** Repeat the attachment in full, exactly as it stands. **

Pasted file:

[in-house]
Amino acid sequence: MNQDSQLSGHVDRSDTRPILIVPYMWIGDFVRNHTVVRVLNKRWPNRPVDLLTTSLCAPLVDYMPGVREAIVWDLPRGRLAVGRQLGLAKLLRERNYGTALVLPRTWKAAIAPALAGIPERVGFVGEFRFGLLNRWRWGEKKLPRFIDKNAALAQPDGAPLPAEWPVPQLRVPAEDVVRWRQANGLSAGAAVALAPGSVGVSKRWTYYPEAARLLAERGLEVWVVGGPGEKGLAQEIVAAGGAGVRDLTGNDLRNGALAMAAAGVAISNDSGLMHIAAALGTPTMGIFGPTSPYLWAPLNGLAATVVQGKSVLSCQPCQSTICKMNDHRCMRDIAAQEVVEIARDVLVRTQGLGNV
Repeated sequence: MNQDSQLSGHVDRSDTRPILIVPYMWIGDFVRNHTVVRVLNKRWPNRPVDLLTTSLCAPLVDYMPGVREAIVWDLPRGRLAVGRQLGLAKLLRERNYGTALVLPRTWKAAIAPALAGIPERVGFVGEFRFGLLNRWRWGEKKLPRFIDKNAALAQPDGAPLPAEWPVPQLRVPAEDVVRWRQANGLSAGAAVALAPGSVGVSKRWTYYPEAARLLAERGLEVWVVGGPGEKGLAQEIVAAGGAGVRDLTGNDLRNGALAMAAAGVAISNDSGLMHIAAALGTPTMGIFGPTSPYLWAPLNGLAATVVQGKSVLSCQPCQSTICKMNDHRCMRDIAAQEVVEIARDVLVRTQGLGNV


[in-house]
Amino acid sequence: MNQDSQLSGHVDRSDTRPILIVPYMWIGDFVRNHTVVRVLNKRWPNRPVDLLTTSLCAPLVDYMPGVREAIVWDLPRGRLAVGRQLGLAKLLRERNYGTALVLPRTWKAAIAPALAGIPERVGFVGEFRFGLLNRWRWGEKKLPRFIDKNAALAQPDGAPLPAEWPVPQLRVPAEDVVRWRQANGLSAGAAVALAPGSVGVSKRWTYYPEAARLLAERGLEVWVVGGPGEKGLAQEIVAAGGAGVRDLTGNDLRNGALAMAAAGVAISNDSGLMHIAAALGTPTMGIFGPTSPYLWAPLNGLAATVVQGKSVLSCQPCQSTICKMNDHRCMRDIAAQEVVEIARDVLVRTQGLGNV
Repeated sequence: MNQDSQLSGHVDRSDTRPILIVPYMWIGDFVRNHTVVRVLNKRWPNRPVDLLTTSLCAPLVDYMPGVREAIVWDLPRGRLAVGRQLGLAKLLRERNYGTALVLPRTWKAAIAPALAGIPERVGFVGEFRFGLLNRWRWGEKKLPRFIDKNAALAQPDGAPLPAEWPVPQLRVPAEDVVRWRQANGLSAGAAVALAPGSVGVSKRWTYYPEAARLLAERGLEVWVVGGPGEKGLAQEIVAAGGAGVRDLTGNDLRNGALAMAAAGVAISNDSGLMHIAAALGTPTMGIFGPTSPYLWAPLNGLAATVVQGKSVLSCQPCQSTICKMNDHRCMRDIAAQEVVEIARDVLVRTQGLGNV